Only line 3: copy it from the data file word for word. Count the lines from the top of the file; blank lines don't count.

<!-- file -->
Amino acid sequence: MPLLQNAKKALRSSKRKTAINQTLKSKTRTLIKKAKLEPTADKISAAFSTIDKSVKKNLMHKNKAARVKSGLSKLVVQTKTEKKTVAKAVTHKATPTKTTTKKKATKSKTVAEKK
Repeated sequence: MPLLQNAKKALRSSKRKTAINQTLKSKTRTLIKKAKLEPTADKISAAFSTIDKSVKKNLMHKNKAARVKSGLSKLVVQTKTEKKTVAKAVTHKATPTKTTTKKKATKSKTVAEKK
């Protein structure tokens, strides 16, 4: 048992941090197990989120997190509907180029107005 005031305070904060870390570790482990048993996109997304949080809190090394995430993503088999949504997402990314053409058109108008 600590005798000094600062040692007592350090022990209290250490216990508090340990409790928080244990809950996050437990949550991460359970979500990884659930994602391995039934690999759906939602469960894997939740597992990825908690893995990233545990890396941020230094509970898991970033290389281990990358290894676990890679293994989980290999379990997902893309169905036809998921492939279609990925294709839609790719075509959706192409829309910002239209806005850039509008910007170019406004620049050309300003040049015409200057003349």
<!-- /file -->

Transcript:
């Protein structure tokens, strides 16, 4: 048992941090197990989120997190509907180029107005 005031305070904060870390570790482990048993996109997304949080809190090394995430993503088999949504997402990314053409058109108008 600590005798000094600062040692007592350090022990209290250490216990508090340990409790928080244990809950996050437990949550991460359970979500990884659930994602391995039934690999759906939602469960894997939740597992990825908690893995990233545990890396941020230094509970898991970033290389281990990358290894676990890679293994989980290999379990997902893309169905036809998921492939279609990925294709839609790719075509959706192409829309910002239209806005850039509008910007170019406004620049050309300003040049015409200057003349």